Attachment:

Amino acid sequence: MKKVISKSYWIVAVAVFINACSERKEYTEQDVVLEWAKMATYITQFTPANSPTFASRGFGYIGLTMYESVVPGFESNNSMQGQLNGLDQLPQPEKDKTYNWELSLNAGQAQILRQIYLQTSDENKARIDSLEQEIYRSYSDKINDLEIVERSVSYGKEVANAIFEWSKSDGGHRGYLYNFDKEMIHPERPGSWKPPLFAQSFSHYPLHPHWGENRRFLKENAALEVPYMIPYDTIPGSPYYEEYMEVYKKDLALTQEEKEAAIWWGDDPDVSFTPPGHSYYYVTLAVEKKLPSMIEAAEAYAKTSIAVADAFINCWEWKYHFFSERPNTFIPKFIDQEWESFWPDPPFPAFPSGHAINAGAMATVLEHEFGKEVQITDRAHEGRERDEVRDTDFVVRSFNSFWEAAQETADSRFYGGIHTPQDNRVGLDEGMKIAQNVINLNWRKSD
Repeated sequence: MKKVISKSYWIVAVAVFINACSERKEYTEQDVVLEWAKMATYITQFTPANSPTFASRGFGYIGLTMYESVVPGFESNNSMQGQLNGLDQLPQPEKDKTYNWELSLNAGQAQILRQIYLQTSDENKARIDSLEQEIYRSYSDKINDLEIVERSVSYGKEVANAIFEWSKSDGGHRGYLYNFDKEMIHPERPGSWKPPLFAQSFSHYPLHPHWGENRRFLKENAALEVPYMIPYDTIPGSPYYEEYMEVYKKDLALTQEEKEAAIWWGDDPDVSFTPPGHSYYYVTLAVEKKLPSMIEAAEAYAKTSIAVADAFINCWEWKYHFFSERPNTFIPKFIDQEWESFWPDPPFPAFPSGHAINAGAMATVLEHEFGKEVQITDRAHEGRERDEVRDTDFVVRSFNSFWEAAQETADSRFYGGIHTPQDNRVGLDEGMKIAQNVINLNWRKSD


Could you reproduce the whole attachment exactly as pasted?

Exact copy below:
Amino acid sequence: MKKVISKSYWIVAVAVFINACSERKEYTEQDVVLEWAKMATYITQFTPANSPTFASRGFGYIGLTMYESVVPGFESNNSMQGQLNGLDQLPQPEKDKTYNWELSLNAGQAQILRQIYLQTSDENKARIDSLEQEIYRSYSDKINDLEIVERSVSYGKEVANAIFEWSKSDGGHRGYLYNFDKEMIHPERPGSWKPPLFAQSFSHYPLHPHWGENRRFLKENAALEVPYMIPYDTIPGSPYYEEYMEVYKKDLALTQEEKEAAIWWGDDPDVSFTPPGHSYYYVTLAVEKKLPSMIEAAEAYAKTSIAVADAFINCWEWKYHFFSERPNTFIPKFIDQEWESFWPDPPFPAFPSGHAINAGAMATVLEHEFGKEVQITDRAHEGRERDEVRDTDFVVRSFNSFWEAAQETADSRFYGGIHTPQDNRVGLDEGMKIAQNVINLNWRKSD
Repeated sequence: MKKVISKSYWIVAVAVFINACSERKEYTEQDVVLEWAKMATYITQFTPANSPTFASRGFGYIGLTMYESVVPGFESNNSMQGQLNGLDQLPQPEKDKTYNWELSLNAGQAQILRQIYLQTSDENKARIDSLEQEIYRSYSDKINDLEIVERSVSYGKEVANAIFEWSKSDGGHRGYLYNFDKEMIHPERPGSWKPPLFAQSFSHYPLHPHWGENRRFLKENAALEVPYMIPYDTIPGSPYYEEYMEVYKKDLALTQEEKEAAIWWGDDPDVSFTPPGHSYYYVTLAVEKKLPSMIEAAEAYAKTSIAVADAFINCWEWKYHFFSERPNTFIPKFIDQEWESFWPDPPFPAFPSGHAINAGAMATVLEHEFGKEVQITDRAHEGRERDEVRDTDFVVRSFNSFWEAAQETADSRFYGGIHTPQDNRVGLDEGMKIAQNVINLNWRKSD